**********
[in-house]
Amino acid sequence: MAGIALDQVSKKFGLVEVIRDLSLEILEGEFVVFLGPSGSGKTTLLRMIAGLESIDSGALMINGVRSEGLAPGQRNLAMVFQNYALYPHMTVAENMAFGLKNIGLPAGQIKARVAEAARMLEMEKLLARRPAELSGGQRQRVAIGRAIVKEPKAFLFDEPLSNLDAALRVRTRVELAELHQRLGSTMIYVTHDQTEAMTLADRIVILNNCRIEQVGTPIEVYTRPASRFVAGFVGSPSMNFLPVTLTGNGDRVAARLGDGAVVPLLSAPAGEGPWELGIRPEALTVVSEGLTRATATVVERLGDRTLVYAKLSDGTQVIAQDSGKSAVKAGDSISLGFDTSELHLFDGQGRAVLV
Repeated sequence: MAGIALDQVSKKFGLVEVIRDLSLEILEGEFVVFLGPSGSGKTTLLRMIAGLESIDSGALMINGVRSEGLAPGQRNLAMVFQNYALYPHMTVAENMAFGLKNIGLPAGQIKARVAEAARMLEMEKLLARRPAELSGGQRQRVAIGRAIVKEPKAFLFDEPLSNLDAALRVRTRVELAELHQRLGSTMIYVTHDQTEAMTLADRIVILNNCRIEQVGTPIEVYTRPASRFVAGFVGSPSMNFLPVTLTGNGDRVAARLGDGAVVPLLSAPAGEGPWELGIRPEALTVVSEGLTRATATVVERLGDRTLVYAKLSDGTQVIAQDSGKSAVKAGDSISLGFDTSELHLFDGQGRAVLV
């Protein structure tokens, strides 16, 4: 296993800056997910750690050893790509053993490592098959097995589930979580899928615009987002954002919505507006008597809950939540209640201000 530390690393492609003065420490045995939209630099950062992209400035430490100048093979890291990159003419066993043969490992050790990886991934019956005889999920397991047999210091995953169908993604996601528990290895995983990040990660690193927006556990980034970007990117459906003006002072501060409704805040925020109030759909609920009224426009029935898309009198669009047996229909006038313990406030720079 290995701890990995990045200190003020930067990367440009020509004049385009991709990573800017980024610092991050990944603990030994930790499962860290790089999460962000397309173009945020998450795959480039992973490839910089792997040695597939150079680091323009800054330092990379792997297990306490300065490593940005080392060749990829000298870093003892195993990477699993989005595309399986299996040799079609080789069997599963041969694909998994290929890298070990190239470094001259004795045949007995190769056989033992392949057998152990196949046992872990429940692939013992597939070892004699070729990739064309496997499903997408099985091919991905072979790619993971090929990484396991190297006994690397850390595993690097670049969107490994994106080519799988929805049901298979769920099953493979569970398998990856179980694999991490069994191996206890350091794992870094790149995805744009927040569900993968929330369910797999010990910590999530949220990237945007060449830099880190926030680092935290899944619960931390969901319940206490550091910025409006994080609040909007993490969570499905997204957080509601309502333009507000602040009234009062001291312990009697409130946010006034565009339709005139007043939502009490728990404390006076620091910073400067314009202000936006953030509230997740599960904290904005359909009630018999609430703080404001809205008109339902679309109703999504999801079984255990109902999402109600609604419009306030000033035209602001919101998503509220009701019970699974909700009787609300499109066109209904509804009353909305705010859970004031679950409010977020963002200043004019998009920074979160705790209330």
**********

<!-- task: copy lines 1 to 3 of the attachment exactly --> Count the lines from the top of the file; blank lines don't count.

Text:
[in-house]
Amino acid sequence: MAGIALDQVSKKFGLVEVIRDLSLEILEGEFVVFLGPSGSGKTTLLRMIAGLESIDSGALMINGVRSEGLAPGQRNLAMVFQNYALYPHMTVAENMAFGLKNIGLPAGQIKARVAEAARMLEMEKLLARRPAELSGGQRQRVAIGRAIVKEPKAFLFDEPLSNLDAALRVRTRVELAELHQRLGSTMIYVTHDQTEAMTLADRIVILNNCRIEQVGTPIEVYTRPASRFVAGFVGSPSMNFLPVTLTGNGDRVAARLGDGAVVPLLSAPAGEGPWELGIRPEALTVVSEGLTRATATVVERLGDRTLVYAKLSDGTQVIAQDSGKSAVKAGDSISLGFDTSELHLFDGQGRAVLV
Repeated sequence: MAGIALDQVSKKFGLVEVIRDLSLEILEGEFVVFLGPSGSGKTTLLRMIAGLESIDSGALMINGVRSEGLAPGQRNLAMVFQNYALYPHMTVAENMAFGLKNIGLPAGQIKARVAEAARMLEMEKLLARRPAELSGGQRQRVAIGRAIVKEPKAFLFDEPLSNLDAALRVRTRVELAELHQRLGSTMIYVTHDQTEAMTLADRIVILNNCRIEQVGTPIEVYTRPASRFVAGFVGSPSMNFLPVTLTGNGDRVAARLGDGAVVPLLSAPAGEGPWELGIRPEALTVVSEGLTRATATVVERLGDRTLVYAKLSDGTQVIAQDSGKSAVKAGDSISLGFDTSELHLFDGQGRAVLV